Spring Training… For Wednesday: Federal Reserve Minutes

Federal Reserve

My daughter took as much interest in baseball as I prefer to take in politics: Little. Despite having seats right behind the dugout, Amelia wasn’t too impressed. Instead, she looked at the field, asked who the pitcher was, and requested a hot dog and ice cream. 

That was the end of the conversation about baseball. Then, around the third inning, she asked if we could go home. I looked up at the scoreboard and noticed that our Baltimore Orioles team hadn’t recorded a hit yet. Meanwhile, the Minnesota Twins had recorded six hits, including several doubles and a home run that still hasn’t landed.

I told her: “We’ll go home after the Orioles get a hit.” And so – we waited for three more innings. Then, finally, after a fluke single into left field, we departed. The Orioles finished the day losing 8 to 2… 

Orioles Federal Reserve

How’d they even score two runs… it’s a miracle. Her highlight was riding on a golf cart back to the car. Kids.

Baseball and the Federal Reserve

I have been a Baltimore Orioles and Chicago Cubs fan, with a higher preference for the former. I don’t have much hope that the Orioles will win 62 games this year and avoid another 100-loss season. I’d say that the odds that the Orioles win the World Series are about what the odds are that I’ll become an astronaut. About zero percent. 

But I welcome the season and the distraction. I’ll be watching the Orioles play Tampa on Friday for Opening Day. Before we arrive at Major League Baseball’s Opening Day though, we have a hectic week. That starts with the Federal Reserve on Wednesday. The central bank will release minutes from its March 15-16 meeting, and I couldn’t be more intrigued by this batch. 

On March 16, the markets bottomed out and quickly reversed when Fed Chair Jerome Powell said that the U.S. economy wouldn’t face a recession. Unfortunately, I’m not convinced that he is correct – and I’m putting the odds at 50/50 by Q2 2023. 

But most people don’t care so much about GDP anymore – especially when the government continues to drop money out of the sky. The question is what the Fed will do to the stock market.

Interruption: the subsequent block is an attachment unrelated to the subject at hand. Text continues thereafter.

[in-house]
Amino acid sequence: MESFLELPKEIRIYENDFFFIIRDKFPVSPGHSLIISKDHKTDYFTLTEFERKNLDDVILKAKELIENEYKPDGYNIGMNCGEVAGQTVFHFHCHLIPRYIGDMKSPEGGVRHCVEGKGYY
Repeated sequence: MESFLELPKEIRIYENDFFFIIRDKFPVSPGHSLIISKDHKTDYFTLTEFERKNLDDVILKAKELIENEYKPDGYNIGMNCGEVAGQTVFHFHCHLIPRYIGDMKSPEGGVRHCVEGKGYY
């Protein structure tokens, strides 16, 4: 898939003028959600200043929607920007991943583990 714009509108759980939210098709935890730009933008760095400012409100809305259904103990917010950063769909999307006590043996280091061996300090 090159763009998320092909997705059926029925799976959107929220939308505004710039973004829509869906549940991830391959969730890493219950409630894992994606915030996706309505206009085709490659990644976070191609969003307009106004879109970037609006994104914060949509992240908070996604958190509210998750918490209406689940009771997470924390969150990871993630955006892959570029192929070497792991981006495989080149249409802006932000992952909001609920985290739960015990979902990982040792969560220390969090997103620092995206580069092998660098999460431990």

It’s been a solid decade of Fed assistance in pushing stocks to record highs. We had three massive quantitative easing programs in the previous decade, followed by a MONSTER ball drop of $5 trillion in capital from the central bank over the last two years. 

The Federal Reserve’s balance sheet surged from $4 trillion in 2019 to $9 trillion today, thanks to the COVID emergency program. However, it’s important to remember that the Fed did engage in efforts to taper its balance sheet back in 2018. That year, the Federal Reserve cut its balance sheet from about $4.5 trillion to under $4 trillion.

That’s our only dataset around tapering, and it wasn’t good news for the market. We had a massive selloff at the end of 2018, the most negative market momentum event of the decade.

This time, the balance sheet is twice the size of where it was that year. And we are dealing with generational inflation, a massive supply chain crunch, $100 oil, and a wealth of other negative factors. So the Fed doesn’t just have to thread the needle on its balance sheet, it has to keep the markets from remaining calm. 

The momentum is green, and we’re still dancing while the music plays. But I’m the type of person who will dance much closer to the doors this week so that I can be the first person out if the jitters prompt a selloff. 

A Canary

I receive a lot of questions about every sector. However, automotive has stuck out over the last few weeks. After a huge run for auto stocks in 2021, concerns about the semiconductor crunch are starting to emerge again. 

And that is weighing on the sector’s sales. On Monday, Ford Motor (F) announced that its March sales had dropped 25.6%. This feels like the beginning of something. If this gets weaker, I’m thinking about being contrarian and buying. This company’s EV focus will be significant and boost free cash flow in the future. It’s doing well in that segment, despite rising costs. We’ll discuss the component sector in the weeks ahead.

Garrett Baldwin
Garrett Baldwin
Garrett Baldwin joined Godesburg Financial Publishing as Chief U.S. Markets Analyst in early 2021. A Johns Hopkins-trained Economist, he’s worked with hedge funds, venture capital firms, angel investors, and economic advisors to the U.S. government. Baldwin specializes in market anomalies and alternative investments. He’s written extensively on momentum, value, insider buying, and other unique strategies that provide investors that elusive edge.
Garrett Baldwin
Garrett Baldwin
Garrett Baldwin joined Godesburg Financial Publishing as Chief U.S. Markets Analyst in early 2021. A Johns Hopkins-trained Economist, he’s worked with hedge funds, venture capital firms, angel investors, and economic advisors to the U.S. government. Baldwin specializes in market anomalies and alternative investments. He’s written extensively on momentum, value, insider buying, and other unique strategies that provide investors that elusive edge.

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